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Where to test for antifreeze

post #1 of 7
Thread Starter 
Where can you go to test a dish to see if it had antifreeze in it? I need to get evidence for a case, so if anyone knows please post the answer.
post #2 of 7
Uh-oh. Is somebody poisoning your cats?

I would probably put the dish (and contents, if any) into a clean plastic bag, and then call the non-emergency number for the police.

I can't imagine how else you could get it tested unless you know someone who works either for the crime lab or a university chem lab or something.

Does it smell like antifreeze, and is there a weird green (usually, doesn't have to be) goo in it?
post #3 of 7
Thread Starter 
It's not my kitties. They are indoor only.

I received a letter from someone who says their neighbor, who is a retired sherriff, poisoned her cat as well as many others in the neighborhood. She has a dish that she believes he put the antifreeze in. Where could she take the dish to be tested and fingerprinted? Given that the person who did it has ties with the police, I don't think taking it to the police for testing would be an option.
post #4 of 7
I would take out the remaining fluid and put it in a sterile container,You could try taking it to your local water authority.
My dad used to work in the waste water treatment plant and they used to have a lab that tested for contaminants in the wastewater of businesses.
You could find out where yours is and ask them to test it,Its worth a try.
But don't give them all of the sample,just some of it.
post #5 of 7
Ditto on the water authority. Call your local water district and ask if they'll test for it.

Ann Demi
"Solutions to Cat Behavior Problems"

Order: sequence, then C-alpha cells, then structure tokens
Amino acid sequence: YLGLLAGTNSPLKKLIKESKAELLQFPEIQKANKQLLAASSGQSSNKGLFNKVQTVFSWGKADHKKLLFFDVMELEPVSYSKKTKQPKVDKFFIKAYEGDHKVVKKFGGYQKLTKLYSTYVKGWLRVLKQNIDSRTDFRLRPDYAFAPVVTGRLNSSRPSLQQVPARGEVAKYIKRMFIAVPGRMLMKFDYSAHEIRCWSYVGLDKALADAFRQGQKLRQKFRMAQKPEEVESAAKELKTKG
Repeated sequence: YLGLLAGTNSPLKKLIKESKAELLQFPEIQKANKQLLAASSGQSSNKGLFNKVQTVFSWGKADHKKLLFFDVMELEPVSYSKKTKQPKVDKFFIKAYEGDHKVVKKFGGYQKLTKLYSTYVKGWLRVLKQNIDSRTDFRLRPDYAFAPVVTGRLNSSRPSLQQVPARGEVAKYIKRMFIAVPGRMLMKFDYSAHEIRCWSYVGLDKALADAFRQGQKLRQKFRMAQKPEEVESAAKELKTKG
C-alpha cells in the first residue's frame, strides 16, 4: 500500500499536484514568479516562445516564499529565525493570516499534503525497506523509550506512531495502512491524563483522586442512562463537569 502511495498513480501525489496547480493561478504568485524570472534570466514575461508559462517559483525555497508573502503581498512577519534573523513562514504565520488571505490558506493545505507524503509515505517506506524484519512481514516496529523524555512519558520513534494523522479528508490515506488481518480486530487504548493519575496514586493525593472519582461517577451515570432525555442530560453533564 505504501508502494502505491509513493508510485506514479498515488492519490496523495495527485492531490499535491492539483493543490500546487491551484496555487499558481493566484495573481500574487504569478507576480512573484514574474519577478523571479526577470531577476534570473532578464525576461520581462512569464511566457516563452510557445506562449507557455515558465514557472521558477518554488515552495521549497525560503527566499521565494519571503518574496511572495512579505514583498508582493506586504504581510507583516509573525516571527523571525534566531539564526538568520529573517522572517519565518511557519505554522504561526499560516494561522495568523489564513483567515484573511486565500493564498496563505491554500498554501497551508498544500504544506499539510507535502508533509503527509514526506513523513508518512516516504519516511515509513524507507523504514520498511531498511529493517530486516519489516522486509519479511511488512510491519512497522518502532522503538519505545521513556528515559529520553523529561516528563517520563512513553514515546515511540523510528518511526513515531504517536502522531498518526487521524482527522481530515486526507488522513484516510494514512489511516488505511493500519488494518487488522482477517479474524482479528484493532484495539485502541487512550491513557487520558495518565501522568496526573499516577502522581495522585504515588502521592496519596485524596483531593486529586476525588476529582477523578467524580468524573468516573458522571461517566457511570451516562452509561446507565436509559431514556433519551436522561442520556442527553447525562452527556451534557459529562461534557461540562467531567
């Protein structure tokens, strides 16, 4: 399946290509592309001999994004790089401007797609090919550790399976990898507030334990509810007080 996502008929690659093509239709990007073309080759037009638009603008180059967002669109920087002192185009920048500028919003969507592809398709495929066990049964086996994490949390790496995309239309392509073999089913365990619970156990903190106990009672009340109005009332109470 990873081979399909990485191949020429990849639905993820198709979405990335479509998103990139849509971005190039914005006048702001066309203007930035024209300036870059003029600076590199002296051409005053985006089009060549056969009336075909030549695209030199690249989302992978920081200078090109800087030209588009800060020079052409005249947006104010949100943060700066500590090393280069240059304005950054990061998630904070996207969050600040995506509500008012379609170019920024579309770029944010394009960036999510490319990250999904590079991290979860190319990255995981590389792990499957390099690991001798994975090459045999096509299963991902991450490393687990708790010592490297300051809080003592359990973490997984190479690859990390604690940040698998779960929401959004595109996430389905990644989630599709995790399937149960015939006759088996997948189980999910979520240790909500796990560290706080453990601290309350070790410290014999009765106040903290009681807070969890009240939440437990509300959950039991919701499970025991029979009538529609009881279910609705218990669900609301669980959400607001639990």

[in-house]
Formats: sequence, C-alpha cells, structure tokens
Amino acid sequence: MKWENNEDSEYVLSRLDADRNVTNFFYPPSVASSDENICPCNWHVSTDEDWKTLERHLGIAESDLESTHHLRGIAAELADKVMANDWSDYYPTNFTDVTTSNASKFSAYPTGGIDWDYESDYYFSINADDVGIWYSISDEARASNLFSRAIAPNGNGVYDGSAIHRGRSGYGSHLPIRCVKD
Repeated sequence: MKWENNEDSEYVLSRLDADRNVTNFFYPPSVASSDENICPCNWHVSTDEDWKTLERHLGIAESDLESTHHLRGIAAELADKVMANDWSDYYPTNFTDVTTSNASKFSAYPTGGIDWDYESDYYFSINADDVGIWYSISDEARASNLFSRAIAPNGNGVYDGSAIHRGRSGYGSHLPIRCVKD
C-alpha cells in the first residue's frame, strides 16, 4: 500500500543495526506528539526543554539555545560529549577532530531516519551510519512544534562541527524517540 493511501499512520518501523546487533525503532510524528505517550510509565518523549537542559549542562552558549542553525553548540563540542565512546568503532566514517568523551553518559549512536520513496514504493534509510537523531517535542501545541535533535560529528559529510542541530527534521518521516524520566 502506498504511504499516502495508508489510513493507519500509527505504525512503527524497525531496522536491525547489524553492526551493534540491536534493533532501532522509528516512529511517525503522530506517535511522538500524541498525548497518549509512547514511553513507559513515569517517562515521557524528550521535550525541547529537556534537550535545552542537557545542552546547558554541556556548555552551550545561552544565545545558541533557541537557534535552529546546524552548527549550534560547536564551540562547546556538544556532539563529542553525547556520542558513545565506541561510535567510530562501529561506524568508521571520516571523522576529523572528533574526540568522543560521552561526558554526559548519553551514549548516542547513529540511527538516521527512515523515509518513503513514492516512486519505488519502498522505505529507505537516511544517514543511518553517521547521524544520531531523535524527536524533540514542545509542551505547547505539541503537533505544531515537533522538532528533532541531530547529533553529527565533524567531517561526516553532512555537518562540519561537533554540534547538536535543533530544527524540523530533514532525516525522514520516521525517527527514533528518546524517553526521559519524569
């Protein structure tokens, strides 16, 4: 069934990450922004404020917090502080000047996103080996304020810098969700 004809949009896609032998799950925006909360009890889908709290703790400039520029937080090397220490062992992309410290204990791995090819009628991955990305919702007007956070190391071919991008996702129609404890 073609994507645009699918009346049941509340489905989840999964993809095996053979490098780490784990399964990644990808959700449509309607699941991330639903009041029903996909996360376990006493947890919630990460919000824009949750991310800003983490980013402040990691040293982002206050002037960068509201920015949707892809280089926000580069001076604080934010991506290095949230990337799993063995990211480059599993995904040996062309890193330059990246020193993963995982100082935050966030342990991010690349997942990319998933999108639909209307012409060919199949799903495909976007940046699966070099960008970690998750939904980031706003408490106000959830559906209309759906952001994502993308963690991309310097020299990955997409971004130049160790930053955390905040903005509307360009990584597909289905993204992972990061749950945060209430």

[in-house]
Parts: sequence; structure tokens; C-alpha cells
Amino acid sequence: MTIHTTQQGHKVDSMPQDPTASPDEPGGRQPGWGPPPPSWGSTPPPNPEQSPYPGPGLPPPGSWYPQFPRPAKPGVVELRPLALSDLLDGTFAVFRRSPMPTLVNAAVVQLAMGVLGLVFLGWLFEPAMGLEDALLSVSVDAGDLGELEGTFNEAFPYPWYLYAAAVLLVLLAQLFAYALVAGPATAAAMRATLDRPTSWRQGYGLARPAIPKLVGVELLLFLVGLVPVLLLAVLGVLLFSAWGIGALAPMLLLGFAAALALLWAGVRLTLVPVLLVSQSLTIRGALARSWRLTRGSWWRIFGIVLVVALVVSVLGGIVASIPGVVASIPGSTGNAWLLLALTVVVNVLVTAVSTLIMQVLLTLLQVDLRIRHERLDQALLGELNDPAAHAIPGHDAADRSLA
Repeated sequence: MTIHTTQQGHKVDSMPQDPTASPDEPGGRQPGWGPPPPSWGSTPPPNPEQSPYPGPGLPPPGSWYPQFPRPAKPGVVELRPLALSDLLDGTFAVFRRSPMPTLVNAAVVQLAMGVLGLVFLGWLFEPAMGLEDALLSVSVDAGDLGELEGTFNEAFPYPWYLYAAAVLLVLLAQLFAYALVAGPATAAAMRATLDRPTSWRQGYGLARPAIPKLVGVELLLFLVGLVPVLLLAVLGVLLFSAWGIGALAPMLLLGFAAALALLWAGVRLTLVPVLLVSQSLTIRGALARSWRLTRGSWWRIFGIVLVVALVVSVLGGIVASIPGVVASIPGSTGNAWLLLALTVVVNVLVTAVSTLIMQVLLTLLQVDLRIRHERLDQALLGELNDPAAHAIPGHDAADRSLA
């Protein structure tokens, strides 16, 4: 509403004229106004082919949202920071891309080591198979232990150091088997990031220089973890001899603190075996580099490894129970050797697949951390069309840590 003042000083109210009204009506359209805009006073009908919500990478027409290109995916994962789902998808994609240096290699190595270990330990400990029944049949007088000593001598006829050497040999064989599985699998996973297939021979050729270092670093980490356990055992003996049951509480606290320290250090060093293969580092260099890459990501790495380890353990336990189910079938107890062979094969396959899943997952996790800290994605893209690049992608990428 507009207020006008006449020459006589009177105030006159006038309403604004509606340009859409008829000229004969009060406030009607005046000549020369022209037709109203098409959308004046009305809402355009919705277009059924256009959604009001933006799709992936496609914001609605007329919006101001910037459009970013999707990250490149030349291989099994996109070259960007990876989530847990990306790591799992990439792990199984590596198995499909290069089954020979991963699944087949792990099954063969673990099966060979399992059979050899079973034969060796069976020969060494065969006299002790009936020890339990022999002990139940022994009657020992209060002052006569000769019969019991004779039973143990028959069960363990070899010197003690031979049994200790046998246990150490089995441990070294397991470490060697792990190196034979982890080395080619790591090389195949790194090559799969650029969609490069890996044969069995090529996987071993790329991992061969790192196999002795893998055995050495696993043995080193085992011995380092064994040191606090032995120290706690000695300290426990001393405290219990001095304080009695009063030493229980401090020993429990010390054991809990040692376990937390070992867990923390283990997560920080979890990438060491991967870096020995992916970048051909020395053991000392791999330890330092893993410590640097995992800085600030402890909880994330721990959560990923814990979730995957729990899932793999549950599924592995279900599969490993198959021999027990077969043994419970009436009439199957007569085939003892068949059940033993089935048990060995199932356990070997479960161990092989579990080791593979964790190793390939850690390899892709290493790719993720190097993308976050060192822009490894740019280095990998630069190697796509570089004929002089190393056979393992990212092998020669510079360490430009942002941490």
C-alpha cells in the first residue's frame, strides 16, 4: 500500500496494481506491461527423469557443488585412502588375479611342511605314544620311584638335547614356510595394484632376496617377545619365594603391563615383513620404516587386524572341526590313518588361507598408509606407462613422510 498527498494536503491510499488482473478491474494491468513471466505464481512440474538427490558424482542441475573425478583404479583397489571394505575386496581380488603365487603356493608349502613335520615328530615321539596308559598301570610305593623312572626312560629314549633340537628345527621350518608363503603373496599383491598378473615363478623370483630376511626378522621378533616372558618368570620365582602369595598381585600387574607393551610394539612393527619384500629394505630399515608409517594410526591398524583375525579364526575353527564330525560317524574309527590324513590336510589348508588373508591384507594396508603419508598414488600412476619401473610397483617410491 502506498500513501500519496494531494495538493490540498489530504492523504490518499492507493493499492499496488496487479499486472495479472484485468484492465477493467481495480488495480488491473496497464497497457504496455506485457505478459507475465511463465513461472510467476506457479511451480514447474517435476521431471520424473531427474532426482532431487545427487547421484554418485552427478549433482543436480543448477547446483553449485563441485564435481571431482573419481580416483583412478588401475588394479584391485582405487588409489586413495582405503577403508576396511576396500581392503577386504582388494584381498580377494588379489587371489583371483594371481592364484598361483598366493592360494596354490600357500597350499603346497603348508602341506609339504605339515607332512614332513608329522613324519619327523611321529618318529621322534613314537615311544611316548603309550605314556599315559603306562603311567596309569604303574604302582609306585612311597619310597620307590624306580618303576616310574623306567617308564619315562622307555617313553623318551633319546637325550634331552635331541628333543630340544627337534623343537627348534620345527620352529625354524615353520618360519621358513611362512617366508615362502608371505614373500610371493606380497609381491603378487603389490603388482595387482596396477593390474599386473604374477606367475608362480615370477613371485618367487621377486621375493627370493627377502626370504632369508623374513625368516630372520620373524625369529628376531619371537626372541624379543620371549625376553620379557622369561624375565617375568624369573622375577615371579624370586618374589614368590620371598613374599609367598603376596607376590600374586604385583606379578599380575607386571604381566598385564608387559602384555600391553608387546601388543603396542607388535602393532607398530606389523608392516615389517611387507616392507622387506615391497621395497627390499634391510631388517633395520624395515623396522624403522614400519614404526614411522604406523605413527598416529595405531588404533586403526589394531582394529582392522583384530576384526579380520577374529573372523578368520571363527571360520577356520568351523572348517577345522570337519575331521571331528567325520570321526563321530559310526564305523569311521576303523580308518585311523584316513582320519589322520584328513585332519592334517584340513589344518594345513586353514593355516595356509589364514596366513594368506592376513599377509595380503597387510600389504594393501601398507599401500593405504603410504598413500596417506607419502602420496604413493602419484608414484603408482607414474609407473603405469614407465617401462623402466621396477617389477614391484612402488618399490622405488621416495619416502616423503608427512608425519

post #6 of 7
You could also try calling the SPCA in another area of the state and try contacting the Animal Legal Defense Fund at www.aldf.org and see if they have any suggestions. I hope that they catch that monster soon - sending protection and healing vibes to all the cats in her area...
post #7 of 7
Most antifreeze products that contain ethylene glycol have a fluorescent dye added so they glow under a special fluorescent light called a Wood's lamp. If antifreeze poisoning is suspected, a quick and inexpensive way to determine if antifreeze was ingested is to have your veterinarian shine the light on the muzzle, paws, and under the tail of the animal. If antifreeze residue is present, the hair will glow. Avoid shining the light into the eyes of the animal.

Initial signs of antifreeze poisoning are depression and lethargy. Animals may seem groggy or drunk. The final stages of poisoning are characterized by vomiting, oral and gastric ulcers, and renal failure, followed by death. The initial signs can last from 1 to 6 hours and death may occur between 3 to 4 days

If an animal is showing signs of antifreeze poisoning, but the you did not see the animal drink it, there is a test kit available to veterinarians detect the presence of the poison in the body. However, cats are especially sensitive to ethylene glycol and can experience toxic effects from a dose lower than that required for a positive result from the test.
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